14B.7 Thermal Controls on the South Asian Monsoon through Boundary Layer Equivalent Potential Temperature

Thursday, 3 April 2014: 3:00 PM
Pacific Salon 4 & 5 (Town and Country Resort )
Ding Ma, Harvard University, Cambridge, MA; and Z. Kuang and W. Boos

Previously dominant thinking held that the Tibetan Plateau (TP) serves as an elevated heat source that warms air above the plateau and drives the large-scale boreal summer South Asian monsoon (SAM). Recent studies suggested that the Himalayas alone could produce a strong monsoon by insulating warm and moist air south of the Himalayas against dry extratropical air. Almost all of these studies, however, used climate models with fairly coarse resolution that barely resolved the narrow Himalayan mountain range. Exploiting the high-resolution Weather Research and Forecasting model, nine sets of experiments with altered orography or reduced surface sensible heating (SH) were integrated globally with a resolution of 40 km to explore thermal controls on the SAM.


We use the modified Webster and Yang Index (mWYI) to quantify the strength of the monsoon. The mWYI is the zonal wind shear between 200 and 850hPa, averaged from 5°N to 25°N, 50°E to 100°E, and represents the dominant mode of interannual variations of the SAM. In experiments with altered orography (Fig. 1A) as well as in experiments with reduced SH (Fig. 1B), the mWYI is highly correlated with the thermal contrast, indicated by Θec, which is defined as the difference between the maximum boundary layer equivalent potential temperature (θeb) south of the Himalayas and the saturated equivalent potential temperature in the free troposphere over the Equatorial Indian Ocean. The results are interpreted under the framework of convective quasi-equilibrium: the strength of the monsoon is associated with the strength of the θeb maximum south of the Himalayas, which can be influenced by the modification of orography and SH perturbations. Our results confirm that the large-scale monsoon circulation is largely unchanged when most of the plateau is removed while the narrow range of the Himalayas preserved. In the Tibetan Plateau's absence, the monsoon strength falls with the height of the Himalayas because of the reduced insulation effect. Also, there is a clear dependence of monsoon strength on the SH perturbation whether or not the SH anomaly is elevated. The mWYI is most sensitive to the SH perturbation over the regions with the highest θeb in North India, and least sensitive to the SH anomaly over the TP. Figure 1 also shows that when the mWYI is regressed against Θec, the regression coefficient is larger for experiments with altered orography than for those with altered SH, and it is suggested that changes in free tropospheric humidity cause the difference. Reduced orography produces a drier troposphere over the regions with the highest θeb so that convection requires a more unstable stratification. For the same θeb decrease, upper tropospheric temperatures decrease more in the experiments with altered orography than in those with reduced SH, and therefore the mWYI falls more with altered orography.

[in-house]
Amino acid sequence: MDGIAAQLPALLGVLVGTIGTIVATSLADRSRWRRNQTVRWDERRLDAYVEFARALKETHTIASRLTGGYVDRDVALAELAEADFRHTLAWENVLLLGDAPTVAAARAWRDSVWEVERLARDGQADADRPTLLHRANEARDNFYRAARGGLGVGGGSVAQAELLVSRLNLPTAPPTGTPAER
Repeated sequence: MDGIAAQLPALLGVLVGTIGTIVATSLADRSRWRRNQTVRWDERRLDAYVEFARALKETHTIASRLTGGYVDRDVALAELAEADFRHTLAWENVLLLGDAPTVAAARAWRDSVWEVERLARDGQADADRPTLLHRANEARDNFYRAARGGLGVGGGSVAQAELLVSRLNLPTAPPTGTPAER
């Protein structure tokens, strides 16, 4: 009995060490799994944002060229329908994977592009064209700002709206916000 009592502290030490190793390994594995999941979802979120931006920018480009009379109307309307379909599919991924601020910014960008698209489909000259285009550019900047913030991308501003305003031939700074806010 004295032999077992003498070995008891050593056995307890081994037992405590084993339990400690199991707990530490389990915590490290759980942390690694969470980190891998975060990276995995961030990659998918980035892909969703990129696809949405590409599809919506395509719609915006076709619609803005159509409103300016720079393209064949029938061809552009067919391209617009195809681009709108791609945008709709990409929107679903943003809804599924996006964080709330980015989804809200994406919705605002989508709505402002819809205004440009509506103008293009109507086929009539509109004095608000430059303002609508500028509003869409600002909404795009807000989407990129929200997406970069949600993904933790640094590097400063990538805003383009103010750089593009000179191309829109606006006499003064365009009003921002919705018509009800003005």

Figure 1, the strength of the SAM regressed against the thermal contrast from the experiments with (A) altered orography and (B) reduced SH. In WALL90, WALL66 and WALL33, the TP is removed, but the Himalayas are truncated at 90%, 66% and 33% of their full height, respectively. In FLAT, the elevation is set to zero north of 20°N and between 60°E and 120°E. In the TIBET experiment, the SH is reduced by 344TW over the TP. A reduction of 114TW in the SH is implemented over the south slope of the Himalayas in HIM, and over North India in INDIA.  Also, in INDIA2, 114TW of SH is removed in the region with the highest θeb from the CONTROL.


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